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New South Atlantic Fishing Rule Now In Effect

Recreational fishing community applauds South Atlantic descending device designed to decrease species mortality.

Big catch

Beginning July 15, 2020, descending devices are required to be rigged and ready for use on board all vessels fishing for or possessing snapper-grouper species in South Atlantic federal waters. The effects all commercial, for-hire, and private recreational vessels.

Here's the science behind the ruling: When deep-water fish are brought rapidly to the surface, they can experience barotrauma — a condition where a buildup of gas pressure in their bodies makes it difficult or impossible to swim back down. If an angler releases the fish (sometimes necessary due to size, season, or bag limit restrictions) and the fish does not survive, this is a dead discard or wasted fish. A descending device is a weighted hook, lip clamp, or box that holds the fish while it is lowered to a sufficient depth where pressure of the surrounding water returns internal gas to equilibrium, which allows the fish to be released with a much higher likelihood of survival.

"The recreational fishing community spearheaded and for years has advocated for the use of descending devices and other best fishing practices to benefit America's marine resources," said Jeff Angers, president of the Center for Sportfishing Policy.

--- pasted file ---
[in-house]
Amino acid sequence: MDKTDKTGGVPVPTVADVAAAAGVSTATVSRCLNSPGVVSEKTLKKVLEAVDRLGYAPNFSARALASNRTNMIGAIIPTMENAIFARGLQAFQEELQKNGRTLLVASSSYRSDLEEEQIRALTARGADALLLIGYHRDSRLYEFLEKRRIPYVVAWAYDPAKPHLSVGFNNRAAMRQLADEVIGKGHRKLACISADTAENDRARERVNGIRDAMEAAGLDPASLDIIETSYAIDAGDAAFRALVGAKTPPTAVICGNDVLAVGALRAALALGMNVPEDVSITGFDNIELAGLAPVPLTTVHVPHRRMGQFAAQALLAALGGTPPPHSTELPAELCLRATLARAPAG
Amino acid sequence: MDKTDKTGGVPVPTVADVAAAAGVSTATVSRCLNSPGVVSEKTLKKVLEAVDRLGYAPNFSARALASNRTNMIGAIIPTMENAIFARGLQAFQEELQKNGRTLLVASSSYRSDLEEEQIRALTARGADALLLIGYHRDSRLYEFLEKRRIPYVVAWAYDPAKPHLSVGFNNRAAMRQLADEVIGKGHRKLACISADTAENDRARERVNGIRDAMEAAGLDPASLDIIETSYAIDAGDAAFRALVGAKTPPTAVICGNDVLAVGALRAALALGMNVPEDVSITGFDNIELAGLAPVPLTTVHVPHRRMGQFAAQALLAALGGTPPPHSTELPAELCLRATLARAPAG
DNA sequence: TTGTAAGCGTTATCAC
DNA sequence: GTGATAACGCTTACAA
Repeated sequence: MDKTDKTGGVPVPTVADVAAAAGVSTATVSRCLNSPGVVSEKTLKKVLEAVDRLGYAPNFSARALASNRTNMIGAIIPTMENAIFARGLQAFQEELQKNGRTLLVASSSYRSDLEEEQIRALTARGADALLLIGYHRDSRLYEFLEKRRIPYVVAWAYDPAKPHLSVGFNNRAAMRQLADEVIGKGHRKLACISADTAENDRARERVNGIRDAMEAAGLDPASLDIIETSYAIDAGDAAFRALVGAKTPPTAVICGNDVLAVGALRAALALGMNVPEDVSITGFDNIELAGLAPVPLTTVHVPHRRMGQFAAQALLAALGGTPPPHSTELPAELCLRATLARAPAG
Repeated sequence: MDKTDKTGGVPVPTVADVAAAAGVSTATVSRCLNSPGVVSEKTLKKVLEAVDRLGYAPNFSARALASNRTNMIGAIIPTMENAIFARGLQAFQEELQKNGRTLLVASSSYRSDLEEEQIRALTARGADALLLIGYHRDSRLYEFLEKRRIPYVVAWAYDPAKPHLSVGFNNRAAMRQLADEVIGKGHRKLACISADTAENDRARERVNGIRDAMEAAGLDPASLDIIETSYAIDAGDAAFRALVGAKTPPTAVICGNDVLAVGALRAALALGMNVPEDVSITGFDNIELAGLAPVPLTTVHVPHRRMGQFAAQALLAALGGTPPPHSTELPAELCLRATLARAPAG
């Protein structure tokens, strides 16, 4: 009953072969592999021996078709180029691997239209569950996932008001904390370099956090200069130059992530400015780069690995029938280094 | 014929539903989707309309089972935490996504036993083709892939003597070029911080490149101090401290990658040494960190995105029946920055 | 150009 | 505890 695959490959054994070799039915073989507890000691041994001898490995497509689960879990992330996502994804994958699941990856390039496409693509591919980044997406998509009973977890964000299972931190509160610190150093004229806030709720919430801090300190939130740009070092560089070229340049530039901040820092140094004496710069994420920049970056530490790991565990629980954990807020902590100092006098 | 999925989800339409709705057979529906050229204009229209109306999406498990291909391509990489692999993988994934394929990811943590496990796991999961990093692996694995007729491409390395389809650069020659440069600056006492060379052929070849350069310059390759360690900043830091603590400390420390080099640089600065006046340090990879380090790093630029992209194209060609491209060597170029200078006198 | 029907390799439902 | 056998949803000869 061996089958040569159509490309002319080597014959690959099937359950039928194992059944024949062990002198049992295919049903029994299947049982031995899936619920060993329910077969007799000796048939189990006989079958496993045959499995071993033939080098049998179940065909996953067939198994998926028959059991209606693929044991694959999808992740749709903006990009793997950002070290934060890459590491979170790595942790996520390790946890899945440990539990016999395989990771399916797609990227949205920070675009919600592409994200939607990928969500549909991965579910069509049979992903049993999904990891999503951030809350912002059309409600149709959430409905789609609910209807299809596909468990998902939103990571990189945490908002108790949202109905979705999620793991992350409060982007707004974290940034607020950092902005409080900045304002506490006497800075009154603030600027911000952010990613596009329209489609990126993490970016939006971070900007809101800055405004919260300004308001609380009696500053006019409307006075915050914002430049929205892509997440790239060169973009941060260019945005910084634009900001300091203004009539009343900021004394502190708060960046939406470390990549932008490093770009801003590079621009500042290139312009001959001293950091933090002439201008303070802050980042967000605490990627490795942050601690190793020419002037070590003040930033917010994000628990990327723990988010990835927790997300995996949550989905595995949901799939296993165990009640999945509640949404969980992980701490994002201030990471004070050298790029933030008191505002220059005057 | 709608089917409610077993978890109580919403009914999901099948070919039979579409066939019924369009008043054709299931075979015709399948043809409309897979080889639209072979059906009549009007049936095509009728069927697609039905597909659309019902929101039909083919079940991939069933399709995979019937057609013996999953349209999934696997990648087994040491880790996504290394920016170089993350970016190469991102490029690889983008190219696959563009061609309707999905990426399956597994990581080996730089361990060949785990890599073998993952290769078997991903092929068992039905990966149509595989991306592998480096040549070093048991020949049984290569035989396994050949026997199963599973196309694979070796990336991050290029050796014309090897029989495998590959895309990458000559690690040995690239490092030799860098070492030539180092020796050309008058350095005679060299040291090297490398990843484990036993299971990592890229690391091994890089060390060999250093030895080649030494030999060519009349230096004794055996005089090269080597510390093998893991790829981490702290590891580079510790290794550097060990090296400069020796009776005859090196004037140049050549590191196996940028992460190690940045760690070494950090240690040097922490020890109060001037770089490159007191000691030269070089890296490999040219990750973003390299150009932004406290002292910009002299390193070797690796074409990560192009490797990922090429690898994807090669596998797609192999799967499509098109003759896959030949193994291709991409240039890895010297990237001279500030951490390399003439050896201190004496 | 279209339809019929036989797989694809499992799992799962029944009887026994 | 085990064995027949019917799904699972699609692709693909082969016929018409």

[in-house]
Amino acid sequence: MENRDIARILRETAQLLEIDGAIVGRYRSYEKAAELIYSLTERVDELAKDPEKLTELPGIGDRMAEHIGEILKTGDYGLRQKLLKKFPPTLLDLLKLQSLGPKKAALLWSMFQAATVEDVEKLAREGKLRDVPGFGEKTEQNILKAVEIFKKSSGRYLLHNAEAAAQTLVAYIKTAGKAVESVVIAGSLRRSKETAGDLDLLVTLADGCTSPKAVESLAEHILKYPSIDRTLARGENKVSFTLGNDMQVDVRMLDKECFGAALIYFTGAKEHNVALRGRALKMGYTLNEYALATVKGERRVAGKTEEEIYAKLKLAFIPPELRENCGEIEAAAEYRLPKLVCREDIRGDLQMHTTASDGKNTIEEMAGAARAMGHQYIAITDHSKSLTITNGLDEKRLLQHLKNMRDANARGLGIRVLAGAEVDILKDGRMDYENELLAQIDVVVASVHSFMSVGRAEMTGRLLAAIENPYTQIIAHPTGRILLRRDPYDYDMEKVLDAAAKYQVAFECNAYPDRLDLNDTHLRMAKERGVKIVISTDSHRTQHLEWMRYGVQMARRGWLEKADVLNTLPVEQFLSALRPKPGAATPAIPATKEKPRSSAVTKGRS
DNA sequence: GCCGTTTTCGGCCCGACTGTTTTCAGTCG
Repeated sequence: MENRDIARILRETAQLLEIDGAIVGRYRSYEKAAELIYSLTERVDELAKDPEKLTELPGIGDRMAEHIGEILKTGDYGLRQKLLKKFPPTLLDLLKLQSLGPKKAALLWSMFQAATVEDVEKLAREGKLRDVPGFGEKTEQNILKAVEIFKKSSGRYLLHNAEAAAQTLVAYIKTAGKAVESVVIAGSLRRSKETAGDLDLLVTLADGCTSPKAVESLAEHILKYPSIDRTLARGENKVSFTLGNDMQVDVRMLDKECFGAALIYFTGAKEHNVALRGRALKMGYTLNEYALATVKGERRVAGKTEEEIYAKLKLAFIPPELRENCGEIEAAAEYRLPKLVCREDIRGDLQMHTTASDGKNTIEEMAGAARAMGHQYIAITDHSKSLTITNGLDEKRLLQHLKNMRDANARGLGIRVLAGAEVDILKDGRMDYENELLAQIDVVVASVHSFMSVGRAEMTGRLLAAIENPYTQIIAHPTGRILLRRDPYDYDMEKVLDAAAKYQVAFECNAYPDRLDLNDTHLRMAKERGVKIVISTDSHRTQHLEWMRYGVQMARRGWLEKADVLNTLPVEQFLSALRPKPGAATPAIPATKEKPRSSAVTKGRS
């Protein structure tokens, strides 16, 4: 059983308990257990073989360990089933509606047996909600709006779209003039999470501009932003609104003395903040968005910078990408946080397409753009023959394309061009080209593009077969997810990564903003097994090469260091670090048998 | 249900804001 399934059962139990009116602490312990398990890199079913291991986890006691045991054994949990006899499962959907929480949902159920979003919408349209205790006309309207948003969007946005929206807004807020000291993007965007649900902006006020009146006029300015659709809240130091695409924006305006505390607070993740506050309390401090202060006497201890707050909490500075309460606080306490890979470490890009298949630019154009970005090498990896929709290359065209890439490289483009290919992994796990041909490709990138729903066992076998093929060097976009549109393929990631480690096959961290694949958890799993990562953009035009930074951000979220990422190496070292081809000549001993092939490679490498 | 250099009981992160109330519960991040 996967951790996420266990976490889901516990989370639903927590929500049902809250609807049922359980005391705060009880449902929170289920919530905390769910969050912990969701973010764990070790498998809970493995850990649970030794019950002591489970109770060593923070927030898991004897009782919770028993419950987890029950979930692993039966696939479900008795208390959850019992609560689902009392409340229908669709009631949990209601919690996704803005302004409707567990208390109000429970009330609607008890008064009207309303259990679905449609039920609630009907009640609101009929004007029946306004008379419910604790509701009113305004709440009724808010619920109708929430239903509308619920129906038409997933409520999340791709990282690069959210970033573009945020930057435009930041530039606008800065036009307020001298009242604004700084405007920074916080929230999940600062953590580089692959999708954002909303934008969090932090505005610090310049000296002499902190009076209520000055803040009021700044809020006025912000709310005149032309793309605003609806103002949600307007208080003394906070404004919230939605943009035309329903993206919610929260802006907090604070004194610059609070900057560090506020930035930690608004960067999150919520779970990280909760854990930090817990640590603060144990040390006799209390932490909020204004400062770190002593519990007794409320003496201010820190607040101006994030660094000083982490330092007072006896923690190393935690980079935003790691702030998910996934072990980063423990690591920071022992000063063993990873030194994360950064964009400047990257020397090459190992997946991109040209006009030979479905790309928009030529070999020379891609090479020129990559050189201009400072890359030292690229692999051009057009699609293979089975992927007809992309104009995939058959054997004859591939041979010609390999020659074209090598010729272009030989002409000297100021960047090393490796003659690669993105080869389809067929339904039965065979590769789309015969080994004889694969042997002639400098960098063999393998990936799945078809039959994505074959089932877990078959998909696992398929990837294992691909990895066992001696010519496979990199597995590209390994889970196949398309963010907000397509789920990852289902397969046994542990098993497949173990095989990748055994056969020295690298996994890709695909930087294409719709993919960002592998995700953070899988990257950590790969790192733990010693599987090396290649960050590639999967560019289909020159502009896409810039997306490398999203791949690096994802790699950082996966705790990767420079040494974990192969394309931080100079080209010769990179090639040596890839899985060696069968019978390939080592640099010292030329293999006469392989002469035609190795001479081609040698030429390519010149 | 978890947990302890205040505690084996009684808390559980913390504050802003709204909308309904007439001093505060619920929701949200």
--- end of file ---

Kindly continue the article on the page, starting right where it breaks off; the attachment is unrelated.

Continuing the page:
"It is encouraging that so many anglers were already taking it upon themselves to find ways to properly release fish to increase survival and better conserve these resources," said Pat Murray, president of Coastal Conservation Association (CCA). "This requirement will not only enhance those efforts to eliminate all sources of discard and bycatch mortality but should motivate federal fisheries managers to assess those gains and translate them into longer seasons for anglers."

The Florida Fish and Wildlife Conservation Commission (FWC) has a series of videos on its YouTube channel FWC Saltwater Fishing demonstrating how to use descending devices to treat barotrauma.

Various descending devices have been manufactured for years and are available for retail sale. Thanks to the aforementioned educational efforts, thousands of anglers and guides already have been provided with descending devices at no charge.

This final rule also contains other best fishing practices including the use of non-offset and non-stainless steel circle hooks when fishing for snapper-grouper species with hook-and-line gear and natural baits north of 28° N latitude (approximately 25 miles south of Cape Canaveral), which is where most of this fishery occurs. Click here to read the official announcement in the Federal Register.


Rich Armstrong

Senior Editor, BoatUS Magazine

A journalist by training, BoatUS Magazine Senior Editor Rich Armstrong has worked in TV news, and at several newspapers, then spent 18 years as a top editor at other boating publications. He’s built a stellar reputation in the marine industry as one of the most thorough reporters in our business. At BoatUS Magazine, Rich handles everything from boat and product innovation and late-breaking news, to compelling feature stories, boat reviews, and features on people and places. The New Jersey shore and lakes of lower New York defined Rich's childhood. But when he bought a 21-foot Four Winns deck boat and introduced his young family to the Connecticut River, his love for the world of boats flourished from there.